WA Aboriginal community closures will create “thousands of refugees” say activists

Saturday, 21 March, 2015

The WA Barnett government’s plan to close 150 Aboriginal communities has caused outrage and sparked nationwide protests, with Aboriginal community leaders warning that 20,000 Aboriginal people from remote communities will become homeless as a result.

Speaking at the “Black Friday” rally outside the National Gallery of Victoria on the 13th of March, local Aboriginal activist Meriki Onus asked: “What are we going to do with 20000 Aboriginal refugees? They can’t even go to the Aboriginal Embassy, because they’re getting shut down by the police in Perth.”

“It’s disgusting. These people have nowhere to go within this society. Nothing. You can’t live homeless on the streets in Perth – you know what they do to blackfullas on the streets in Perth? They lock ‘em up, and they kill ‘em!”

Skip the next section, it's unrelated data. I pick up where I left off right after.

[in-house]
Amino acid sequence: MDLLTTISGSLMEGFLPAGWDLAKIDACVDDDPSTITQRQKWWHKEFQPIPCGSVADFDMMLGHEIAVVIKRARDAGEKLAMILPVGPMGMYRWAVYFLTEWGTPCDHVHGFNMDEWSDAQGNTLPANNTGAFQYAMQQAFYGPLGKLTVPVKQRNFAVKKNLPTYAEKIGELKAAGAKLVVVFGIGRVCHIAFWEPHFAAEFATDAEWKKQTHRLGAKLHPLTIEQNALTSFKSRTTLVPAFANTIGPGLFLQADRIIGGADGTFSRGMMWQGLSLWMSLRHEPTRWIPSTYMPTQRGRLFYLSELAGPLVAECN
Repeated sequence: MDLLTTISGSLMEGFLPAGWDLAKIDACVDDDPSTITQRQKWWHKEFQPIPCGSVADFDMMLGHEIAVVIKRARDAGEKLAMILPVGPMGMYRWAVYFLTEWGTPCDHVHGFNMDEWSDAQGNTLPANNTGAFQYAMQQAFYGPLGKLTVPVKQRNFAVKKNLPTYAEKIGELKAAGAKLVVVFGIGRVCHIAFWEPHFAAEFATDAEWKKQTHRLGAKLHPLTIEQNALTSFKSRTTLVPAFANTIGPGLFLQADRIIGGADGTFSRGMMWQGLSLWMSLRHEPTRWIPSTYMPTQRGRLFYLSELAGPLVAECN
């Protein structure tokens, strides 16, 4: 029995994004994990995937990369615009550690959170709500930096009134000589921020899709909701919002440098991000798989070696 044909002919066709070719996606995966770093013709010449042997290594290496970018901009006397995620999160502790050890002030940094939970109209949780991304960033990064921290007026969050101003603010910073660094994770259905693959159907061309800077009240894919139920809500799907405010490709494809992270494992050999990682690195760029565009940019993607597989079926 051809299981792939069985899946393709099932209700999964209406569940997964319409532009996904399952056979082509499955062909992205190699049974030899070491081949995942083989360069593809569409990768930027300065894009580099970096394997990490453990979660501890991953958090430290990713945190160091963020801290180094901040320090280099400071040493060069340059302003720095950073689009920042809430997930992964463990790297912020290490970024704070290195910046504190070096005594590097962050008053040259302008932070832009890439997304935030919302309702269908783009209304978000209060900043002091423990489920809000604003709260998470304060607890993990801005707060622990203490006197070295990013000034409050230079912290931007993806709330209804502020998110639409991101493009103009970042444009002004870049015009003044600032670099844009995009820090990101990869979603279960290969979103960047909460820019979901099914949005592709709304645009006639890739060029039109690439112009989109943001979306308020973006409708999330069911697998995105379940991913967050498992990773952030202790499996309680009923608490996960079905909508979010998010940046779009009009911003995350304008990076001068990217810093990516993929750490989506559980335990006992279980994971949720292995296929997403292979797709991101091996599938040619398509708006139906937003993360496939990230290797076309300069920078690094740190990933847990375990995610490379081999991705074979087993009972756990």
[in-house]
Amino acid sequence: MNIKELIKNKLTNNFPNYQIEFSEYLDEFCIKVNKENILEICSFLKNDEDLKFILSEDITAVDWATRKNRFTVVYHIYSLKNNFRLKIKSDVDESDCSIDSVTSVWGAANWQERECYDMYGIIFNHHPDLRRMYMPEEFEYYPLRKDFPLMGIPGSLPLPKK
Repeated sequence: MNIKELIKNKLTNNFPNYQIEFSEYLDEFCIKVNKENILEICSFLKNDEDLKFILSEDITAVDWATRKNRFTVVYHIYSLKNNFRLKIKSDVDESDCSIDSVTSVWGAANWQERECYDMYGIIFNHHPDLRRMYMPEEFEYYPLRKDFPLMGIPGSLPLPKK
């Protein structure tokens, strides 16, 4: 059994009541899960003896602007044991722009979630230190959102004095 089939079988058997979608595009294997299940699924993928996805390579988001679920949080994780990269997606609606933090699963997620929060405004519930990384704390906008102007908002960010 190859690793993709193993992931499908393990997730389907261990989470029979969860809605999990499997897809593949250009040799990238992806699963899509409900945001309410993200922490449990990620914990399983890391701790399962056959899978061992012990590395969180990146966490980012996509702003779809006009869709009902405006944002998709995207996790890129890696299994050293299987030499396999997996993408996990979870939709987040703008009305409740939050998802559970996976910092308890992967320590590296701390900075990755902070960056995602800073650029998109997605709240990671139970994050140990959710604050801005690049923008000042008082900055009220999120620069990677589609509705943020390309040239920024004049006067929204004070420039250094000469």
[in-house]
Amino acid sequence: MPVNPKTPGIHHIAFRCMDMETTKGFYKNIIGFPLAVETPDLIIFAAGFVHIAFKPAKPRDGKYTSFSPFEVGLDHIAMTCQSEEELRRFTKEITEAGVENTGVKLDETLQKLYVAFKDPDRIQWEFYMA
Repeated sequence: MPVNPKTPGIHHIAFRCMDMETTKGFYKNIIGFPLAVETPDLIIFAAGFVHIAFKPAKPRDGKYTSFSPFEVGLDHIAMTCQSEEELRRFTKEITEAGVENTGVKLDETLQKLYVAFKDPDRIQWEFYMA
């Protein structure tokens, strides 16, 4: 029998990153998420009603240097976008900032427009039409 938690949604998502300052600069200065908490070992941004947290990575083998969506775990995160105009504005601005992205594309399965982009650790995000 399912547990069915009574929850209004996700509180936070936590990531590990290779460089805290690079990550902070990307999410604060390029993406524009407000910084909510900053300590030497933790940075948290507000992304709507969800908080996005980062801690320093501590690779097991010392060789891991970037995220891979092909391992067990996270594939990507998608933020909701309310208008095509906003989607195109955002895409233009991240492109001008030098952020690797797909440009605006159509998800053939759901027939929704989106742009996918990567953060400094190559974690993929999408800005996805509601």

A crowd of around 500 protesters opposed to the plan gathered for the rally outside the National Gallery of Victoria, where Tony Abbott was reported to be attending an official dinner on the night.

Abbott sparked outrage earlier in the week when he described the affected communities’ opposition to leaving their ancestral homelands as a ‘lifestyle choice’.

Last month WA Premier Colin Barnett stated that Aboriginal people would not be forced from their traditional lands, but that the WA government allegedly cannot afford to keep “subsidising” essential services such as electricity and water to remote communities.

It is understood that the plan will lead to the closure of the communities, as residents will be forced to leave without access to basic amenities.

This week during question time, the premier declined to say whether or when the WA government planned to shut off these services.

An “anti-Abbott” student rally was also organised for March 13th, but student organisers said they postponed it out of respect for the seriousness of the situation facing the WA Indigenous communities.